Looking for some motivation to help power you through the start of another work week? We feel you, and with some stellar new pop tunes, we’ve got you covered.
These 10 tracks from artists including Red Velvet, Alan Walker, Julia Pratt and Bahari will get you energized to take on the week. Pop any of these gems into your personal playlists — or scroll to the end of the post for a custom playlist of all 10.
Alan Walker, “Ritual”
Walkerverse Pt. I & II, the just-released collection from British-Norwegian DJ Alan Walker, contains a multitude of pulsating beats and ecstatic choruses, but “Ritual” is sleek and seductive enough to stand out on the set. Lyrics like “The ritual fires / They light up and guide us / Shining inside us / Calling all, la la la!” may be peak EDM-tent silliness… yet you’ll likely fail when you try to resist its thumping charm. – Jason Lipshutz
The alt-pop duo of Natalia Panzarella and Ruby Carr created “Destructive” with the veteran hitmakers Rock Mafia, and the new single carries a level of polish that recalls the producers’ fluttering pop radio hits of the late 2000s. Yet chalking up the success of “Destructive” solely to Rock Mafia discounts the playful vocal takes of Bahari’s two members, who enjoy melding their personal flaws into joyful, complementary harmonies. – J. Lipshutz
Virginia To Vegas, “Break Up With That Guy”
Derik Baker, the producer-songwriter who also records under the name Virginia To Vegas, originally wrote “Break Up With That Guy” with Band Camino during a hungover morning session in Nashville, but decided to keep the snappy synth-pop track for himself. Good call: “Break Up With That Guy” makes an impression in a short amount of time, with Baker’s voice conveying a coziness even while suggesting the end of a relationship. – J. Lipshutz
AR/CO, “Supersonic L.U.V.”
“Supersonic L.U.V.,” the latest single from promising new dance duo AR/CO, begins with a siren cry, then a whistle, as if the track is presenting its beguiling hooks one by one. The song congeals from there: whooshing synths, doubled vocals, a bass drop that’s effective without being too intrusive, and a general feeling of fizziness make this a winner that should be kept on repeat until festival season kicks back up. – J. Lipshutz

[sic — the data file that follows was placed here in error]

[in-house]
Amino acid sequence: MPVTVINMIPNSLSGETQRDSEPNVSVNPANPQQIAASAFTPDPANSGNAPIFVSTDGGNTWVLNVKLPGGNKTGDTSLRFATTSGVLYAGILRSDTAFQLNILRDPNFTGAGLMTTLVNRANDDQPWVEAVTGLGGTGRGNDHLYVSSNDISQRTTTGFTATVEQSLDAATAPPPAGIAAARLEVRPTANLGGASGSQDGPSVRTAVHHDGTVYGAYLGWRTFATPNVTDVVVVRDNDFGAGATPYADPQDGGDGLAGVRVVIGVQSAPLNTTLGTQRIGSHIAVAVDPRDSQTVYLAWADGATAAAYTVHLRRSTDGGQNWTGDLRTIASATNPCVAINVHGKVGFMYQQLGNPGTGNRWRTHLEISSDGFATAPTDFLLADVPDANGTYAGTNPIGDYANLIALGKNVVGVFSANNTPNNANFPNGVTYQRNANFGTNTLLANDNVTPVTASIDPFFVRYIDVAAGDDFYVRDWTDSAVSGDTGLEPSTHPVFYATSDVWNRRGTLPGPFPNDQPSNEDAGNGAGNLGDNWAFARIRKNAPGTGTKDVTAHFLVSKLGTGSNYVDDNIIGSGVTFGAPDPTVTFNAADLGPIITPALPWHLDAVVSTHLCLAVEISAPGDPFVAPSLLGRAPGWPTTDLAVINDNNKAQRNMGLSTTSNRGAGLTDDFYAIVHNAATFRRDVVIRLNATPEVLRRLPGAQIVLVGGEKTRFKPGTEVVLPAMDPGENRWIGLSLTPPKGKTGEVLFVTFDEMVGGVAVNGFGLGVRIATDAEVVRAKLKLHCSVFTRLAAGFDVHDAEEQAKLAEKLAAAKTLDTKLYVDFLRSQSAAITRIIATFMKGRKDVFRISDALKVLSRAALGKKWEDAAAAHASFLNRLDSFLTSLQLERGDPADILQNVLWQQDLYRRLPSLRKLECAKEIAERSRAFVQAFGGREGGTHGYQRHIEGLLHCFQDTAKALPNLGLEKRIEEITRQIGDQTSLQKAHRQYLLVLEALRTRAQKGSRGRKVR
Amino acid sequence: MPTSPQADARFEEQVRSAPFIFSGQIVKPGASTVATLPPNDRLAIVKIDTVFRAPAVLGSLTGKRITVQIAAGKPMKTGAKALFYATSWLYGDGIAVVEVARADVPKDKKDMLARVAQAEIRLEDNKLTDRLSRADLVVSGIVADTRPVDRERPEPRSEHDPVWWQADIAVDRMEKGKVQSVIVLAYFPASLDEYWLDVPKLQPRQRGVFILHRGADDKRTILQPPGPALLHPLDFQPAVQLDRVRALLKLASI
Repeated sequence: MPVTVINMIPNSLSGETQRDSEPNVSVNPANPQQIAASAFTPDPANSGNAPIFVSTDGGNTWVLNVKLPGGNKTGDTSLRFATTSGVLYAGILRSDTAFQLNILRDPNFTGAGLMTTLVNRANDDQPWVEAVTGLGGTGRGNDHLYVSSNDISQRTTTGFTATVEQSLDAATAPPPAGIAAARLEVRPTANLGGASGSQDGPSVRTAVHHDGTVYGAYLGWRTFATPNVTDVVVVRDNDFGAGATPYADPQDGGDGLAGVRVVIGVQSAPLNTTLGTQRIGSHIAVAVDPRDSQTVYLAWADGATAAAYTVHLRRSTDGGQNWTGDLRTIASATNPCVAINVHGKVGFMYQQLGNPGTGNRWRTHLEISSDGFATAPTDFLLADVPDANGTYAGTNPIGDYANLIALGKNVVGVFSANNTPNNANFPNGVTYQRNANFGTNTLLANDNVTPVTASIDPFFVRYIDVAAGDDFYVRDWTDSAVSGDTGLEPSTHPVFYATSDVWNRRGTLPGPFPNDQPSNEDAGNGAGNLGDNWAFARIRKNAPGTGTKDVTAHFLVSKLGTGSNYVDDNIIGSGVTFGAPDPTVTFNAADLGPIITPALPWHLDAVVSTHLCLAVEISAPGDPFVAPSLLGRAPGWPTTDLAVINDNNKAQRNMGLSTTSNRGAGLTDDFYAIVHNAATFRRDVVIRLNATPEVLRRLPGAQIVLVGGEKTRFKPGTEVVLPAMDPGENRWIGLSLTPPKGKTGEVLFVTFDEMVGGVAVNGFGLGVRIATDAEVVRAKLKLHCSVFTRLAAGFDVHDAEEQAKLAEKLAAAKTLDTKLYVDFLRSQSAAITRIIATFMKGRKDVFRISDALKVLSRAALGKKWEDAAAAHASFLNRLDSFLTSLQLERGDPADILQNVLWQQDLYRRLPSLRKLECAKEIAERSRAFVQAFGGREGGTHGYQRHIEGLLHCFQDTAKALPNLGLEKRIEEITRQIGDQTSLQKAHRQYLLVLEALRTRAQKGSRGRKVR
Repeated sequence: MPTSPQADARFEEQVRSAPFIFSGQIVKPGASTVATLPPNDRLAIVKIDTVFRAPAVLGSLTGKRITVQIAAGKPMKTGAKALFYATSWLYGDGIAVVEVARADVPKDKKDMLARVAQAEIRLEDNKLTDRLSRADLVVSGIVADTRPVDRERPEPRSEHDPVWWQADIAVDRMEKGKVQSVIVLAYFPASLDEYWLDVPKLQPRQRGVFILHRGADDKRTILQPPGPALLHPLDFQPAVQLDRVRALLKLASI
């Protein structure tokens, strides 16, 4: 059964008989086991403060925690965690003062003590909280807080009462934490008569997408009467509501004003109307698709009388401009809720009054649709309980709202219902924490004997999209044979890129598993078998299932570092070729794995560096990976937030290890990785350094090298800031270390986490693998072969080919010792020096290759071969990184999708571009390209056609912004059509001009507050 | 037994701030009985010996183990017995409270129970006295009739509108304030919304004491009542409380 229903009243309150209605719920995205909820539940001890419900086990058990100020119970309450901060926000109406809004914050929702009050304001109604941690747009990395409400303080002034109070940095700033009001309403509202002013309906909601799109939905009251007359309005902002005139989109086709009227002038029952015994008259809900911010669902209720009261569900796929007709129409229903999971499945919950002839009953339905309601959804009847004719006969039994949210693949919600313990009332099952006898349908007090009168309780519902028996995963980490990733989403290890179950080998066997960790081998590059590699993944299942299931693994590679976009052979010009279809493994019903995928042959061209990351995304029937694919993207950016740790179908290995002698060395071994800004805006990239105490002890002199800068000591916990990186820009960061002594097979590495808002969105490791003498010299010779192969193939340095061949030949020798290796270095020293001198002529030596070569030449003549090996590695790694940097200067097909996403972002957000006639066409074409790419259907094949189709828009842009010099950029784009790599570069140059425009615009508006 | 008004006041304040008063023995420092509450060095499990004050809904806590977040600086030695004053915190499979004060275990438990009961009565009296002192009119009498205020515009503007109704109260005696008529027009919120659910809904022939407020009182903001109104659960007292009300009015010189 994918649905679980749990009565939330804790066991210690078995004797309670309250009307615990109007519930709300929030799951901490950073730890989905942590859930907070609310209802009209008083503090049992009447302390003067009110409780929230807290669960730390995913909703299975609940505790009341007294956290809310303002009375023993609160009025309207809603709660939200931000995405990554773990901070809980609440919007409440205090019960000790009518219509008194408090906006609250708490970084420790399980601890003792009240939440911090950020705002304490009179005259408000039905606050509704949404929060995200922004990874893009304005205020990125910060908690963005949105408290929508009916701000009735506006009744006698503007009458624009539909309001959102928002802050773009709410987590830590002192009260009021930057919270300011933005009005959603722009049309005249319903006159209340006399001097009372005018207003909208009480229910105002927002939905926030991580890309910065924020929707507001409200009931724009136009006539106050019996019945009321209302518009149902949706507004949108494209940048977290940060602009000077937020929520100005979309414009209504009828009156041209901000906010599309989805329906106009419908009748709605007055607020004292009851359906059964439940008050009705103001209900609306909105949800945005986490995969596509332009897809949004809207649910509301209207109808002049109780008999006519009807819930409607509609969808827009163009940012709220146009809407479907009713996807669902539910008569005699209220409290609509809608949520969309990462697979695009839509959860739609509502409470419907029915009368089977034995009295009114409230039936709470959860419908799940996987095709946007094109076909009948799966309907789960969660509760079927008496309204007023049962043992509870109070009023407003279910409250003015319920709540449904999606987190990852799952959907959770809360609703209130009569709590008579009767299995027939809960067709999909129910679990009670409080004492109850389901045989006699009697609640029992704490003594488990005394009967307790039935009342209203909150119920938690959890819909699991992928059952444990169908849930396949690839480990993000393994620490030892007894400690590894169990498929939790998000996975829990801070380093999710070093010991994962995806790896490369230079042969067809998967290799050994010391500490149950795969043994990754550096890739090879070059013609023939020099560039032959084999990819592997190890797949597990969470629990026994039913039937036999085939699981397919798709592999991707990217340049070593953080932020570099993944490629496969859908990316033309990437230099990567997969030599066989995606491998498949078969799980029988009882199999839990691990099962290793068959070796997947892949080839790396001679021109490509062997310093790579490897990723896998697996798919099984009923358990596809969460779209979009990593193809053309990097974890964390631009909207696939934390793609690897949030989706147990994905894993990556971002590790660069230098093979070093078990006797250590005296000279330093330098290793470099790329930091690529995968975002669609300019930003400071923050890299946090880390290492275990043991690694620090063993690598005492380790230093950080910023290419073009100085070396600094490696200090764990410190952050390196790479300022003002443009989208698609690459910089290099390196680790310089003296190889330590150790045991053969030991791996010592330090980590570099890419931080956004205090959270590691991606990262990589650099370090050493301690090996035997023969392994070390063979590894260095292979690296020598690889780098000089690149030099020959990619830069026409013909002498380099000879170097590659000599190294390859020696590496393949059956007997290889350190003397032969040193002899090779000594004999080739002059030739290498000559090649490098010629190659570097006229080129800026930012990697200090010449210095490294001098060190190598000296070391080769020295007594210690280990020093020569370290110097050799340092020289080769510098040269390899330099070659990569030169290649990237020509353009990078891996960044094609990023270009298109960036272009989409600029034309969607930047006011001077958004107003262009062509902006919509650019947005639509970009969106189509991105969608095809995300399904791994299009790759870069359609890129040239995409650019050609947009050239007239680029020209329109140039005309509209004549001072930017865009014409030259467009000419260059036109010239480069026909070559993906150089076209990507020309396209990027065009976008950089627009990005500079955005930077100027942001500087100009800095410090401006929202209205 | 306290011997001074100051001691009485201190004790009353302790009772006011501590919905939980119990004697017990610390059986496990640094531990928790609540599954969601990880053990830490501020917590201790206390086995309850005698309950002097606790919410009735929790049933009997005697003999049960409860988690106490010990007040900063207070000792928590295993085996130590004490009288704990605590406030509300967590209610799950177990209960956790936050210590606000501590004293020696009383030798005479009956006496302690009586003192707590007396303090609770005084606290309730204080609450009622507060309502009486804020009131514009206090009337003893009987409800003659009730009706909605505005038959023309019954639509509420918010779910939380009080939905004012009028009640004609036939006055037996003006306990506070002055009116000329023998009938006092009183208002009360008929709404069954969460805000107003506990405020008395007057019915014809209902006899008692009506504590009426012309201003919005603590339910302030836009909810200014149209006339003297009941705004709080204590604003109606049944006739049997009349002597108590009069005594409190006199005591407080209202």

Julia Pratt, “Odyssey”
Emerging Philadelphia-based singer-songwriter Julia Pratt fittingly takes listeners on an intriguing trip with her new single, “Odyssey.” Threaded with her sturdy falsetto, the indie-pop song explores different tempos and production styles within a tight three minutes, a promising indication of all Pratt is capable of — and leaving fan eager for the next journey. – Lyndsey Havens
Billianne, “No Wonder”
“No Wonder” is the kind of rare debut single that immediately establishes a new voice as one to watch. With this piano-led first single, Ontario’s Billianne introduces fans to her inviting tone, capable of soaring to Adele-esque heights. She said in a statement the song was inspired by her parent’s love, noting, “With an upbringing like I’ve had, it’s no wonder I’m ready to go.” – L.H.
Red Velvet, “Birthday”
Red Velvet fans have admittedly gotten spoiled this year: following the March release of the K-pop group’s Feel My Rhythm EP, the idols have come back with “Birthday,” a return worthy of celebration. The upbeat track, which holds a hint of surprise due to a sampling of Gershwin’s “Rhapsody in Blue,” sees the girl group employing their usual calling cards — cheerful lyrics, poppy synths and a tinge of R&B swag to round out their sound. As expected, the song is sugary sweet and features lyrics that transports listeners to a world filled with confections (“I got a special day/ Let’s start, another chance/ Sugar sweet, ice cream cake“) and interesting delights. – Starr Bowenbank
Cosmo Pyke, “A Piper for Janet” (Live at Brodie Sessions)
Cosmo Pyke’s 2021 EP, A Piper For Janet, has been re-imagined for the live setting. The English singer-songwriter sat down for the Brodie Sessions, an intimate concert series filmed on 16 mm film from a private home in Copenhangen, and sang the EP’s self-titled track with just an acoustic guitar to accompany him. The jazzy track highlights Pyke’s penchant for romance, inner reflection and unconventional rhymes (“I, caught my reflection having breakfast and this delicatessen/ And so alone I’ve been stressin’ its fairly depressing. I won’t feel afraid”) in a format that feels much more personal and truer to form for the artist. – S.B.
Alberta Cross, “Mercy”
Anglo-Swedish rockers Alberta Cross are due to return with an album in 2023, and first taste “Mercy” is an achingly gorgeous indication of what’s to come. Between singer/guitarist Petter Ericson Stakee’s wistful upper registry vocals (think Jim James) and soundscapes that bring to mind Mark Knopfler and Ry Cooder, “Mercy” ends up as invigorating as it is melancholy. – Joe Lynch
A solo offering from the Bloc Party frontman, “Vandal” finds Kele taking no prisoners on this ode to channeling frustration into positive change. “Use that rage in your stomach / Let the anger flow from you,” he sing-raps over a jagged yet limber guitar line and staccato dance beats. To take his point home, the single art shows him burning a copy of the Smiths’ The Queen Is Dead, presumably in reference to Morrissey’s anti-immigration viewpoints. – J. Lynch